The gender gap in medical diagnosis
Women in Australia generally have much to be grateful for.
While there is still a long way to go to achieve true equality, many of us enjoy greater freedoms than we did even a single generation ago.
Great strides have been made towards equality among people across the gender spectrum, in social, familial, and professional settings.
However, gender bias continues to be a barrier to equal opportunity and wellbeing for women in medical settings.
One in three women have health concerns dismissed by their doctor
A recent study found that women are twice as likely to have health concerns dismissed by their treating physician, with one in three women having symptoms ignored, invalidated or misinterpreted.
This information highlights a trend of women having poorer experiences with health professionals that can have serious mental and physical health consequences.
Further research into this area revealed that women are less likely to feel like their doctor listened to them carefully, respected their opinion, and spent enough time to fully understand their health concerns.
These negative experiences can be a deterrent from seeking healthcare for women, who already face additional barriers to prioritising their health.
Women were also more likely to delay seeking mental health support because of its cost compared to men, perhaps as a result of lesser financial means thanks to the gender pay gap, or a tendency to prioritise the financial and health needs of the family over their own.
Women also receive appropriate and timely pain management at a lesser rate than men, and frequently have serious or chronic pain ignored or dismissed.
It is a concerning trend that highlights how medical research has historically been centred on men’s anatomy and physiology, as well as society’s habit of expecting women to suffer in silence.
Doctors kept telling me I was ‘crazy’
Lee* knows all too well how gender-based medical negligence can cause years of needless suffering, having lived with undiagnosed postural orthostatic tachycardia syndrome (POTS) and probable Ehler’s Danlos Syndrome (EDS) for two decades.
Lee first sought help for chronic knee pain as a teenager but was told to simply lose weight to alleviate her symptoms, despite being a perfectly average size.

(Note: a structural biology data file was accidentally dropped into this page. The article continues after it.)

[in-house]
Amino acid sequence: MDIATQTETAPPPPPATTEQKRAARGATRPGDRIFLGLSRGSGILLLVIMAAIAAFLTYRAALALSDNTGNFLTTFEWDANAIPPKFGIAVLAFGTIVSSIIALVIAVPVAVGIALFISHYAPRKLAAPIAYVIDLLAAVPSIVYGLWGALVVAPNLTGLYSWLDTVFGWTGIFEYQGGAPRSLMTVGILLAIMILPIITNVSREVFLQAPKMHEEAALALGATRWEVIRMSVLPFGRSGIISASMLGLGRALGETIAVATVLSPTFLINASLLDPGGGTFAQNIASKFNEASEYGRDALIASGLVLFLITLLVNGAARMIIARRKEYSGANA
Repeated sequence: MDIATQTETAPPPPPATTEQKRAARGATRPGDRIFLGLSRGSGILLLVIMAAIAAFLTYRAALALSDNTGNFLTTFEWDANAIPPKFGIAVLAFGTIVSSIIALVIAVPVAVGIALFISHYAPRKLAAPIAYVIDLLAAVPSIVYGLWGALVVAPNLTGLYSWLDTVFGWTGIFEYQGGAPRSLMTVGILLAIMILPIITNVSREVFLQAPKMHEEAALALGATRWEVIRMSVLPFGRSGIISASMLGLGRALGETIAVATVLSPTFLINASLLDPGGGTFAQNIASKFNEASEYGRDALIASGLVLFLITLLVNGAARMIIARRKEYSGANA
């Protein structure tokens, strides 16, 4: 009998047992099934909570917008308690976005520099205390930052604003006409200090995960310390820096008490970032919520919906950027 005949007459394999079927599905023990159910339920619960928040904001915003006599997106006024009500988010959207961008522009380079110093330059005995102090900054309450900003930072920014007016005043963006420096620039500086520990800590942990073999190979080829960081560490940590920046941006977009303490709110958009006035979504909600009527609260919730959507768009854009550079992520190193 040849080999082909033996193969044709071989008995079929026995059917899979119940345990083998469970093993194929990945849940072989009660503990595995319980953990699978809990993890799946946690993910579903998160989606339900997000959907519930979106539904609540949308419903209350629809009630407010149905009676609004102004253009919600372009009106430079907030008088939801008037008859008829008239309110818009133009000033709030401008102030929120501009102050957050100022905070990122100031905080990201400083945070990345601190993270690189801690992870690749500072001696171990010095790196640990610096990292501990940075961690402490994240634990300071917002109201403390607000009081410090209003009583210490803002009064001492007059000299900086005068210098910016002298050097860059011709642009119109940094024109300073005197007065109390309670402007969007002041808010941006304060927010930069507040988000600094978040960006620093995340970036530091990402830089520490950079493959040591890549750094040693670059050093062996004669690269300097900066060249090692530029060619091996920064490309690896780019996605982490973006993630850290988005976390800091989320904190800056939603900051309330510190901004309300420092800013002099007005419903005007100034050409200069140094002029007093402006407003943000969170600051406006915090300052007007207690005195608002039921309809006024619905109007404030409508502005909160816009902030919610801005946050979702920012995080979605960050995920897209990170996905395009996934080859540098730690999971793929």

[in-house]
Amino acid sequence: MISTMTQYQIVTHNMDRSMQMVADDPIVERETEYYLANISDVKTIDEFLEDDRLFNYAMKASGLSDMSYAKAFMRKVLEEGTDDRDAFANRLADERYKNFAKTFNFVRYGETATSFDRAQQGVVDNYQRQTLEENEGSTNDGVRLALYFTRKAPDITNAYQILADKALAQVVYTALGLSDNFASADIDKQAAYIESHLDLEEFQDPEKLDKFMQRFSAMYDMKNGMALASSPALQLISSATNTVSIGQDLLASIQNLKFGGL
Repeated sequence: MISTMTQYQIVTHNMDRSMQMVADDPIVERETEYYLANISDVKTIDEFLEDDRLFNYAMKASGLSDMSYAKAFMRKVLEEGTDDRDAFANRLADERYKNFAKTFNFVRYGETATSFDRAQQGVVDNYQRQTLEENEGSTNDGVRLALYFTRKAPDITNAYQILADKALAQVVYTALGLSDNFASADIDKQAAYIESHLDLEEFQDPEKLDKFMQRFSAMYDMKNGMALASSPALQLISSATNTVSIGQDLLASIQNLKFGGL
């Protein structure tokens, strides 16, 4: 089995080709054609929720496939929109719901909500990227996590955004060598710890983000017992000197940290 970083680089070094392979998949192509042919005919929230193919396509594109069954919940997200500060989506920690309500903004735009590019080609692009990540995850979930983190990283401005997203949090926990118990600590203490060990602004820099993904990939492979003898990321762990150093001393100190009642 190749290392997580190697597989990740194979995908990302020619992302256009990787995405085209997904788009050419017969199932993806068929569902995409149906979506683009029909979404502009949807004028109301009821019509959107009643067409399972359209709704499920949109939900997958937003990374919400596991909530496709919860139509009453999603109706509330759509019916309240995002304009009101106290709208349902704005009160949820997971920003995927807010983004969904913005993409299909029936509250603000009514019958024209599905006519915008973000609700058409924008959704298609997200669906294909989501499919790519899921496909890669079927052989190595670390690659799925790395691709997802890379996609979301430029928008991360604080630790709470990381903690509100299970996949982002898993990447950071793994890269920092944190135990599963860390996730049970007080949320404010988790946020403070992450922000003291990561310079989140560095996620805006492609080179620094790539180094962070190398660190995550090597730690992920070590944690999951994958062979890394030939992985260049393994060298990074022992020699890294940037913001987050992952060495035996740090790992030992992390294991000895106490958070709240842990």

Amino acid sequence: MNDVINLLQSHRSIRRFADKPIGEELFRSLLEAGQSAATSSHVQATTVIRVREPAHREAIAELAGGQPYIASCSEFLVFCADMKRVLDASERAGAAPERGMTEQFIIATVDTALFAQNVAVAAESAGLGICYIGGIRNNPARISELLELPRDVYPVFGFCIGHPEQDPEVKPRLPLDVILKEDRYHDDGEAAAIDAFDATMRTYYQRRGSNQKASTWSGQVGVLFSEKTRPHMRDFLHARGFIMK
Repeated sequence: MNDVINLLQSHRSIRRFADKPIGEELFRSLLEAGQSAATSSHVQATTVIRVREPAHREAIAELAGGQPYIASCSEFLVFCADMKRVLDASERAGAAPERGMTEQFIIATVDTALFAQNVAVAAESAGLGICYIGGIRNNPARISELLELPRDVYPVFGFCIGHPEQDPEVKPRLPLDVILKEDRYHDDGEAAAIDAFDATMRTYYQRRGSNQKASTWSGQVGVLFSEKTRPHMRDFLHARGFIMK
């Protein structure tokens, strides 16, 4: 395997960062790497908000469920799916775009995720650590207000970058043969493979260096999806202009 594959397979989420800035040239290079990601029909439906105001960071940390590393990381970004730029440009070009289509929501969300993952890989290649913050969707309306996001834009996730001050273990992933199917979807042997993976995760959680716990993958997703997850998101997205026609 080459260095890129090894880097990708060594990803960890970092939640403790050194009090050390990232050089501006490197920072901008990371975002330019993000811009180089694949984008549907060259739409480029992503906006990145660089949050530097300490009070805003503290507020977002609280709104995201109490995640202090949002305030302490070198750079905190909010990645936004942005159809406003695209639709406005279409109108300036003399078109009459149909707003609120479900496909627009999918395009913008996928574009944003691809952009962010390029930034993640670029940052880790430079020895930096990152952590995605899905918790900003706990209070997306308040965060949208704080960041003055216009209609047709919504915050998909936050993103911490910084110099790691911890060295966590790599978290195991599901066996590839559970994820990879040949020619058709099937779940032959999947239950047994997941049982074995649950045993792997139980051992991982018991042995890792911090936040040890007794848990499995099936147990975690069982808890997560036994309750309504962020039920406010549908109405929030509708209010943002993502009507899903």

After seeking help from multiple other doctors, all of whom failed to adequately investigate her symptoms, Lee resigned herself to a life constricted by severe knee and back pain.
Following a stint of poor health brought on by a virus, Lee eventually found a practitioner who listened to her and took her symptoms seriously in the form of a physiotherapist.
Lee was diagnosed with a degenerative disc disease which, had it been found earlier, would have had great prospects for timely treatment. As it was, the neglect she had faced in medical settings meant that the damage was now permanent.
“I jumped from doctor to doctor, with them more or less telling me I was crazy every time, and that I just needed to suck it up,” she said.
“I was very ready to give up and just accept that it was in my head.”
With the support of her physiotherapist, Lee continued to seek answers, despite continued disappointment and disrespectful conduct from several doctors who were quick to jump to conclusions based on her physical appearance.
“I’m still seeking a definitive diagnosis of EDS, as it was never officially documented despite being told verbally that was the diagnosis,” said Lee.
“I’m still looking for answers to other symptoms, but I’m burnt out on medical care and having to fight be to believed. I recommend joining online groups for your condition or suspected condition to get recommendations for good doctors.”
Lee still lives with the impacts of permanent damage to her spine and possibly other joints in her body, as well as the huge emotional and physical toll of seeking treatment in a world determined to misunderstand or dismiss women’s pain.